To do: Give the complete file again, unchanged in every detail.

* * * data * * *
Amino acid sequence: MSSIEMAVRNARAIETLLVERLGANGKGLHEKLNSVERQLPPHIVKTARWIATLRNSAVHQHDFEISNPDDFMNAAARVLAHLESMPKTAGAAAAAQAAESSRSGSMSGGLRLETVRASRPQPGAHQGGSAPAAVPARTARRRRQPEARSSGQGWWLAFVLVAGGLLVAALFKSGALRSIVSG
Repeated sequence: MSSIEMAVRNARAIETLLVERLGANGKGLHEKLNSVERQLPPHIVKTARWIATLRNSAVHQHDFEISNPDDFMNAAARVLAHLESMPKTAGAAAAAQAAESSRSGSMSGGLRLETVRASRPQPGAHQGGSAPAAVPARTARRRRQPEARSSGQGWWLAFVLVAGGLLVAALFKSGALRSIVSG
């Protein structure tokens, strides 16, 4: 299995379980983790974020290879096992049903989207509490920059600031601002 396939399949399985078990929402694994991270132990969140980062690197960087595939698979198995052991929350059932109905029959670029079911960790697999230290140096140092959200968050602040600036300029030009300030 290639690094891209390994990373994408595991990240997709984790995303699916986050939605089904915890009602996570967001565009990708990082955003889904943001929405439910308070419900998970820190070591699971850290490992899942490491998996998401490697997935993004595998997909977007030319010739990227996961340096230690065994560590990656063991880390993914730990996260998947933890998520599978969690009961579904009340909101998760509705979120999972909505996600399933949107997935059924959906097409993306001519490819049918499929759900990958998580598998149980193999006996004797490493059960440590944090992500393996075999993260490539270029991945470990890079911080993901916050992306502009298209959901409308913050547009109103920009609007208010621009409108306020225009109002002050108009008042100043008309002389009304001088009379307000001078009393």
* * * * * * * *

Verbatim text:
Amino acid sequence: MSSIEMAVRNARAIETLLVERLGANGKGLHEKLNSVERQLPPHIVKTARWIATLRNSAVHQHDFEISNPDDFMNAAARVLAHLESMPKTAGAAAAAQAAESSRSGSMSGGLRLETVRASRPQPGAHQGGSAPAAVPARTARRRRQPEARSSGQGWWLAFVLVAGGLLVAALFKSGALRSIVSG
Repeated sequence: MSSIEMAVRNARAIETLLVERLGANGKGLHEKLNSVERQLPPHIVKTARWIATLRNSAVHQHDFEISNPDDFMNAAARVLAHLESMPKTAGAAAAAQAAESSRSGSMSGGLRLETVRASRPQPGAHQGGSAPAAVPARTARRRRQPEARSSGQGWWLAFVLVAGGLLVAALFKSGALRSIVSG
């Protein structure tokens, strides 16, 4: 299995379980983790974020290879096992049903989207509490920059600031601002 396939399949399985078990929402694994991270132990969140980062690197960087595939698979198995052991929350059932109905029959670029079911960790697999230290140096140092959200968050602040600036300029030009300030 290639690094891209390994990373994408595991990240997709984790995303699916986050939605089904915890009602996570967001565009990708990082955003889904943001929405439910308070419900998970820190070591699971850290490992899942490491998996998401490697997935993004595998997909977007030319010739990227996961340096230690065994560590990656063991880390993914730990996260998947933890998520599978969690009961579904009340909101998760509705979120999972909505996600399933949107997935059924959906097409993306001519490819049918499929759900990958998580598998149980193999006996004797490493059960440590944090992500393996075999993260490539270029991945470990890079911080993901916050992306502009298209959901409308913050547009109103920009609007208010621009409108306020225009109002002050108009008042100043008309002389009304001088009379307000001078009393």